Second of three parts
ACLU staff attorney Adam Tebrugge and Jacksonville criminal defense attorney D. Gray Thomas say that Florida law destroys the jury-deliberations process in the penalty phase of first-degree murder trials.
But they are not the first people who have noticed the difference between a majority vote and a unanimous one. And it’s a difference that changes the way juries behave. (For an in-depth analysis of the issue, see Alexandra Zayas’ 2013 article in the Tampa Bay Times.)
The Florida Supreme Court took note of the distinction in 2005, citing studies that said that the decision-making process is more “thorough and grave” when jurors are required to reach unanimous decisions. The state’s high court recommended then that the Florida Legislature take action to require penalty-phase verdicts be unanimous to impose capital punishment.
The Legislature declined.
In 2006, The American Bar Association made the same recommendation.
The Legislature declined.
In 2012, Sen. Thad Altman, R-Melbourne, introduced legislation to bring Florida’s death penalty sentencing system back into alignment with “hundreds of years” of common law, Zayas wrote.
But, the Legislature declined once more to change the law to require unanimous jury verdicts to impose the death penalty.
Now, in light of a January U.S. Supreme Court ruling, attorneys agree there is no constitutional means by which to sentence convicted murderers to death in Florida. A local coalition of faith and civic leaders, Justice 4 Jacksonville, has asked Jacksonville-area State Attorney Angela Corey to halt all death penalty trials until the Legislature fixes the sentencing laws. Corey said in a statement that she will not:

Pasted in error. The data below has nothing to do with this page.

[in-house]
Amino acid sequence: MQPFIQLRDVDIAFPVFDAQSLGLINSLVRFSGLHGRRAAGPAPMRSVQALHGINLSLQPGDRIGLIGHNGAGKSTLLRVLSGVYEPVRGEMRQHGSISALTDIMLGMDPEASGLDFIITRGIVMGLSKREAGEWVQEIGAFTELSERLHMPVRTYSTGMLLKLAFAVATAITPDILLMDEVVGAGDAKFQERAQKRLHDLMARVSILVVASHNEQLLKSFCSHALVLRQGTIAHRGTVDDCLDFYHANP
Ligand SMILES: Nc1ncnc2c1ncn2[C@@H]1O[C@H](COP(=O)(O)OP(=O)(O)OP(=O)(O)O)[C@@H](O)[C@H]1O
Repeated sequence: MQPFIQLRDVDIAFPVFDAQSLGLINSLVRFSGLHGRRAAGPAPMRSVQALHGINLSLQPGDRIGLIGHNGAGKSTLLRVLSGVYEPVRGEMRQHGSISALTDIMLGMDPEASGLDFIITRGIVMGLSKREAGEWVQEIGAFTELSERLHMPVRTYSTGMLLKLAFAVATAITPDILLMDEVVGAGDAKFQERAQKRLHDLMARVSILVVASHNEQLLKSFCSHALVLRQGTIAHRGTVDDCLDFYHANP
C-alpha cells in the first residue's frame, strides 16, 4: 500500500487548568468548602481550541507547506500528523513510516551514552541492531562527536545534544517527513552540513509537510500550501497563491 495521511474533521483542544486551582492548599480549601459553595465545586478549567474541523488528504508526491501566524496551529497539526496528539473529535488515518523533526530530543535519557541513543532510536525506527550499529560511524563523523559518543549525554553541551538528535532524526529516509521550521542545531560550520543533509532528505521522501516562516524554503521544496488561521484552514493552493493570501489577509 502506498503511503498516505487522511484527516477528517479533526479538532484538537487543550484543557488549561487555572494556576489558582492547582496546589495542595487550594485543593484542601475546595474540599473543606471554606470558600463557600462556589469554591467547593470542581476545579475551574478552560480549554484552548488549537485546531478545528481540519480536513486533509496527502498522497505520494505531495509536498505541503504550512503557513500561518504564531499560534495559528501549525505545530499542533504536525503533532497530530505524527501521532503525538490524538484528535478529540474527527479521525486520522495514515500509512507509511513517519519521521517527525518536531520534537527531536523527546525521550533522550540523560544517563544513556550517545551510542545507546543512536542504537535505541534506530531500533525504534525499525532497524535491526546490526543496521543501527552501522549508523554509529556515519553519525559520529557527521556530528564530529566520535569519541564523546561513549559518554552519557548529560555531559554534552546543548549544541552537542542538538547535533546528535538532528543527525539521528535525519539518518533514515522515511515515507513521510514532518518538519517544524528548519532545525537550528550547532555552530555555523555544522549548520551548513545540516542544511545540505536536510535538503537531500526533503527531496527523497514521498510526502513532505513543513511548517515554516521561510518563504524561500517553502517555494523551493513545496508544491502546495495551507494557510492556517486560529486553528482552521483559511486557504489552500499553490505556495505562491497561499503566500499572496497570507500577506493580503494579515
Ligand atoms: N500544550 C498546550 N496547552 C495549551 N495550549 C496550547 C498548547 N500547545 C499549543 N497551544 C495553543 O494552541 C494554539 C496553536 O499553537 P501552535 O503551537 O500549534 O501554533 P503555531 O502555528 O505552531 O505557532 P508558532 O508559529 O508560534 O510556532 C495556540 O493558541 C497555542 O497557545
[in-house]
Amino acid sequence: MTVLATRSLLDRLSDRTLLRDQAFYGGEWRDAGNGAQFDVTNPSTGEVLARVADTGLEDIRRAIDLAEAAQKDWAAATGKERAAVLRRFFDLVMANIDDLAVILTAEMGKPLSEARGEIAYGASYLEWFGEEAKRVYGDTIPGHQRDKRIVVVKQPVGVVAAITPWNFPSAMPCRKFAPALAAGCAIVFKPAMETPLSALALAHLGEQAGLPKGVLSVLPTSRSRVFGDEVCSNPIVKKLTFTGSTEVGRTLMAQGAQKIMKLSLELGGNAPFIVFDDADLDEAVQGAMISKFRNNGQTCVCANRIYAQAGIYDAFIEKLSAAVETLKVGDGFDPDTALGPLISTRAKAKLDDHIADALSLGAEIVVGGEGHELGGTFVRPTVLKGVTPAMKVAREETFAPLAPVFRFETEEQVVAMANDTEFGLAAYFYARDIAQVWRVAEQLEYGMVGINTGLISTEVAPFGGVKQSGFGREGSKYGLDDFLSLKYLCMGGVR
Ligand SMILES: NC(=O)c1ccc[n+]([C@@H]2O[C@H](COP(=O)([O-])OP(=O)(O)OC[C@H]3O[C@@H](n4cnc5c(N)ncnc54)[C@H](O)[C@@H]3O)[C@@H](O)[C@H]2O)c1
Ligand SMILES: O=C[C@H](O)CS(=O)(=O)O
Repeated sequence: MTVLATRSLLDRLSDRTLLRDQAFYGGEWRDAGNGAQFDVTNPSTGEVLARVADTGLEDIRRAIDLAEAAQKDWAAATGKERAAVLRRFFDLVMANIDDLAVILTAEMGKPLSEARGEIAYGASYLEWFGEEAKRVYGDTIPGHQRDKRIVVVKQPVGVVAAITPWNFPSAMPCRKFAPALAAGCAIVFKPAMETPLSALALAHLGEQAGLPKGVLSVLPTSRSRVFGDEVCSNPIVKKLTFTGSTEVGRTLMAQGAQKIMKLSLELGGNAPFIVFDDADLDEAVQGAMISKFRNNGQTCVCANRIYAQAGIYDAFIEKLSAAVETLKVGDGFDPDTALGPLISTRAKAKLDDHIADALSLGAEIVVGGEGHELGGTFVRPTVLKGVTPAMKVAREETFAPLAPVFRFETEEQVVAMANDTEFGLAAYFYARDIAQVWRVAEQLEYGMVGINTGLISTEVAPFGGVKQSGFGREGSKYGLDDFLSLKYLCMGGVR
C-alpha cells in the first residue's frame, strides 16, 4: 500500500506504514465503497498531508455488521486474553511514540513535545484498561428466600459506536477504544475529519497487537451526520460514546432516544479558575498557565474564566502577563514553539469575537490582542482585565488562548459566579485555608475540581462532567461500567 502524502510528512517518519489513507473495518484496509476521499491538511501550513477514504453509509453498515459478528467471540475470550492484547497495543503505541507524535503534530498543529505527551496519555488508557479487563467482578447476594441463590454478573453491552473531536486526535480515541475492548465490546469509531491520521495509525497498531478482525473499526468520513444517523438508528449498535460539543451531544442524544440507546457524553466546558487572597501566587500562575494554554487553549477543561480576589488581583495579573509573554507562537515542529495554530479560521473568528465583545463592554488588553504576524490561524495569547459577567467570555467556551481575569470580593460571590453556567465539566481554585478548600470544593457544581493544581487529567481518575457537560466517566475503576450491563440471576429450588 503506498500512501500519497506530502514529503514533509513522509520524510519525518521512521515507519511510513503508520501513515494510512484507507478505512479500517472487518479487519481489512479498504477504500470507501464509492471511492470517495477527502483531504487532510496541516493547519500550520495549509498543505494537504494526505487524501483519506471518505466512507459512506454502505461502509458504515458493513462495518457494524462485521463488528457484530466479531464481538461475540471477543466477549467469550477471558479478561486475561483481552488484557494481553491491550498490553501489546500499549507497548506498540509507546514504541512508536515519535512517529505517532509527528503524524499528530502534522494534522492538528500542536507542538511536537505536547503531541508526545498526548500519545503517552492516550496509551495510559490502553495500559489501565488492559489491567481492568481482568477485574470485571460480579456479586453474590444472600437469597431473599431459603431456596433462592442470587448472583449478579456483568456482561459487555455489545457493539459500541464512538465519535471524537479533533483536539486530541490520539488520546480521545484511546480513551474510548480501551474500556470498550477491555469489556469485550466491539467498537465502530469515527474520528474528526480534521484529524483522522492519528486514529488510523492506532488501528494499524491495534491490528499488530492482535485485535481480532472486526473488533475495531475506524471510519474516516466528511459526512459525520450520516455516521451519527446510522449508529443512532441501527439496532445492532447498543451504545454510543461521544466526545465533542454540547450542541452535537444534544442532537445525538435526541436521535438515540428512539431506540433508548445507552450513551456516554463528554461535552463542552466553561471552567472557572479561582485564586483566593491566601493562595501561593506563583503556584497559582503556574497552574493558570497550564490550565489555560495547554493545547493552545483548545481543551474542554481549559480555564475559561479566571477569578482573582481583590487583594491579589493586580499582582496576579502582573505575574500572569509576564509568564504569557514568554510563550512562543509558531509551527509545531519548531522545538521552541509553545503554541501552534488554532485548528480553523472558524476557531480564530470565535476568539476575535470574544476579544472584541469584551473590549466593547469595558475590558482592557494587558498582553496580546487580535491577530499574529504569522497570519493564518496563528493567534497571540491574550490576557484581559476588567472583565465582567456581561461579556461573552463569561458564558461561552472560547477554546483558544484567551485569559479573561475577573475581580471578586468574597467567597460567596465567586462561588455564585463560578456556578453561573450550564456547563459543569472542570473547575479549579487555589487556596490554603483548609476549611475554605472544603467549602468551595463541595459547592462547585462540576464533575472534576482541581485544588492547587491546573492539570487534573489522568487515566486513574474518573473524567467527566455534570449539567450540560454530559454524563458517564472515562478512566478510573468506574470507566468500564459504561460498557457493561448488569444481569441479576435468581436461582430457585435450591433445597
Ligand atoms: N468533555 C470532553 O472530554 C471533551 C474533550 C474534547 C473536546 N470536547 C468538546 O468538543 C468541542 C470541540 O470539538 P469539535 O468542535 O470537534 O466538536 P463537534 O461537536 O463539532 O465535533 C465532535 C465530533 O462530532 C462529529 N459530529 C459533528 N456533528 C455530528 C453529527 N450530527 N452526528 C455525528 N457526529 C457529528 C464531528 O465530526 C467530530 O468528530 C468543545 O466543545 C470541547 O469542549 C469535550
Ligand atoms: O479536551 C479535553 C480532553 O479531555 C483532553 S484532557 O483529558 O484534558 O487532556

“The death penalty is still a viable sentence in the state of Florida. We will follow the law, and in appropriate cases State Attorney Corey will still seek the death penalty. This opinion deals with procedural issues which will be addressed by the Florida Supreme Court and the Legislature.”
Thomas does not disagree with Corey: “The court didn’t hold the death penalty unconstitutional,” he says. “They found the procedure that gives the authority to the judge unconstitutional.”
Corey’s cohort in Orlando, State Attorney Jeff Ashton, has asked judges in his circuit to halt death penalty prosecutions until the law is repaired.
Since the Hurst ruling, at least one Florida circuit court judge has invalidated the state’s attempt to pursue the death penalty in his courtroom. Judge Michael Andrews of Pinellas County concluded in a written order on January 22 “there currently exists no death penalty in the State of Florida in that there is no procedure in place.”
Tomorrow: The U.S. Supreme Court ruling in Hurst presents more questions than answers.
(To read part one of this series, click here.)
Julie Delegal, a University of Florida alumna, is a contributor for Folio Weekly, Jacksonville’s alternative weekly, and writes for the family business, Delegal Law Offices. She lives in Jacksonville, Florida. Column courtesy of Context Florida.